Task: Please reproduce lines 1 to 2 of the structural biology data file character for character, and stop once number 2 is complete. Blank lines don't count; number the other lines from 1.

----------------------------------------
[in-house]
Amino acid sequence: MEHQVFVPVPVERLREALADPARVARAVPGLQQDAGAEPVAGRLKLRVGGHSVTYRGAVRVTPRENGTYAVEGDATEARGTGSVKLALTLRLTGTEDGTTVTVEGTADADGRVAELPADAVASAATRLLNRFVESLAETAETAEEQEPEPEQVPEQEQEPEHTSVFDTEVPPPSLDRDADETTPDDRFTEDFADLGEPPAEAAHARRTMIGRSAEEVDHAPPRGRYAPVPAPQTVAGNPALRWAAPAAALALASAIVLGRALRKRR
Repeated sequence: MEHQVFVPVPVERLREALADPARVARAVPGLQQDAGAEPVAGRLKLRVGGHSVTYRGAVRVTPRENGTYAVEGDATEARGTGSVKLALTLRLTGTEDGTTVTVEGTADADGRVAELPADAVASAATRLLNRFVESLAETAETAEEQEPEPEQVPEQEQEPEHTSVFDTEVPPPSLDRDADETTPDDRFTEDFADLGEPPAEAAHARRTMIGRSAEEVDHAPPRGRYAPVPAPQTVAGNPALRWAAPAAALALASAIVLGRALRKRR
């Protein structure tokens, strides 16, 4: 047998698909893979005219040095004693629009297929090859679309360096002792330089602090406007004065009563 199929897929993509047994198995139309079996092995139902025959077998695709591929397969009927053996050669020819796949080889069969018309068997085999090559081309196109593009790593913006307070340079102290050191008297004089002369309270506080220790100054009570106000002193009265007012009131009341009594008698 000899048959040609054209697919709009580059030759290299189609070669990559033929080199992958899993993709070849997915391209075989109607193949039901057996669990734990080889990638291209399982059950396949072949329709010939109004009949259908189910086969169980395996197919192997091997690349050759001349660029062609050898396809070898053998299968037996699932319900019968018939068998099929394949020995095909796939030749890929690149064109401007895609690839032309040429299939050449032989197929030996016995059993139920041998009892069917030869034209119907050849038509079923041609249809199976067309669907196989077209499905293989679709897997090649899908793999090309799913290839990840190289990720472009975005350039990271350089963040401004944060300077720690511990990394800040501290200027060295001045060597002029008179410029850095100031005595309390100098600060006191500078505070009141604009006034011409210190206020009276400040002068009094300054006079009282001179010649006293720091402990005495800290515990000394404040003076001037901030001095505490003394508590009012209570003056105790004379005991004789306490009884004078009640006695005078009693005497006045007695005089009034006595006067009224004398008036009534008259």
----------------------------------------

[in-house]
Amino acid sequence: MEHQVFVPVPVERLREALADPARVARAVPGLQQDAGAEPVAGRLKLRVGGHSVTYRGAVRVTPRENGTYAVEGDATEARGTGSVKLALTLRLTGTEDGTTVTVEGTADADGRVAELPADAVASAATRLLNRFVESLAETAETAEEQEPEPEQVPEQEQEPEHTSVFDTEVPPPSLDRDADETTPDDRFTEDFADLGEPPAEAAHARRTMIGRSAEEVDHAPPRGRYAPVPAPQTVAGNPALRWAAPAAALALASAIVLGRALRKRR